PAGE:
(Re)Making Beowulf: Tracing the Influence of James Mercer Garnett's Translation in Late Nineteenth-Century America

Wilson, Julie, English - Graduate School of Arts and Sciences, University of Virginia
Vander Meulen, David, English - Graduate School of Arts and Sciences, University of Virginia

For too long, scholars of "Beowulf" have focused on its nineteenth-century legacy only in terms of literary and linguistic developments. This gap in contemporary scholarship comes as a surprise, since such research would greatly benefit contemporary discussions within both textual studies and the reception of Old English. Using a generous mixture of analytical bibliography and historical research, this thesis seeks to fill that gap by examining just one of the many "Beowulf" printings that influenced the trajectory of nineteenth-century Old English studies. The book in question is "Beowulf: An Anglo-Saxon Poem, and the Fight at Finnsburg," a translation of the poem into modern English by James Mercer Garnett (1840-1916) and first published in 1882. There are several benefits to focusing on Garnett’s "Beowulf." Not only was it the first translation to be produced by an American, but it also experienced a long and successful printing run: it was reprinted fourteen times over the course of thirty years and currently survives in at least three hundred copies. Moreover, his translation specifically targeted students who were first encountering "Beowulf" and who needed a guide for understanding the Old English vocabulary and syntax of the poem. This thesis argues that a thorough understanding of the textual features of this translation will bolster contemporary discussions on the history of Old English in the United States.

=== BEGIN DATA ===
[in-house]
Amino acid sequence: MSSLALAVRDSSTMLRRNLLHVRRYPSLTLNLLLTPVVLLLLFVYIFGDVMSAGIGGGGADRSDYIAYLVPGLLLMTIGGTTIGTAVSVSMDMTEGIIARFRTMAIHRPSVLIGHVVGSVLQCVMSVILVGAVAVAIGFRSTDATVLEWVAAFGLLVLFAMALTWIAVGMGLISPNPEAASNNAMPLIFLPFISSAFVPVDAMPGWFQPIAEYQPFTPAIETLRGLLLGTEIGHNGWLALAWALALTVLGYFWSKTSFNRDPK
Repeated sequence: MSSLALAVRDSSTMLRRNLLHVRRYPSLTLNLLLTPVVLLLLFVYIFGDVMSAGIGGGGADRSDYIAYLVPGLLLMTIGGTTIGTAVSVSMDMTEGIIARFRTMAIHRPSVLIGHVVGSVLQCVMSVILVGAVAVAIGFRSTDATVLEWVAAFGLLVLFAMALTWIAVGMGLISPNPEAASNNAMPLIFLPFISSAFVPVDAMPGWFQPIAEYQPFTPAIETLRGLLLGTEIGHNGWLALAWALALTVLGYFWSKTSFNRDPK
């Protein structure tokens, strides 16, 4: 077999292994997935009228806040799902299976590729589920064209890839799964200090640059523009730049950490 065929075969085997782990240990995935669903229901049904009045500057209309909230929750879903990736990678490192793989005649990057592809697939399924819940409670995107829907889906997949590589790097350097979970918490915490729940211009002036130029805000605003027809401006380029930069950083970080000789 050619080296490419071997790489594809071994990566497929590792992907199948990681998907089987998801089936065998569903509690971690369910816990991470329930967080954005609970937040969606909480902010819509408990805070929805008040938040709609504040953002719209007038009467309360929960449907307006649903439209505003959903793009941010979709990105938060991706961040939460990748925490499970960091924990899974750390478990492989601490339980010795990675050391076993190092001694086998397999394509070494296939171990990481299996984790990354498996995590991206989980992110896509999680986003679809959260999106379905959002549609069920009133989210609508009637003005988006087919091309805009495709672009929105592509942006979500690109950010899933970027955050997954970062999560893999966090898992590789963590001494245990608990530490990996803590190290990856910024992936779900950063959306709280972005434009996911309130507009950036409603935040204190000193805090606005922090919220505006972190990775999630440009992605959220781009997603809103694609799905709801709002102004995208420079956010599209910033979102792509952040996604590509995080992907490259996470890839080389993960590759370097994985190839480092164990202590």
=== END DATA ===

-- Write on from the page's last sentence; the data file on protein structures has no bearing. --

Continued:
MA (Master of Arts)
Bibliography, Print culture, Old English, Beowulf, American South, James Mercer Garnett, Ginn & Company, Education
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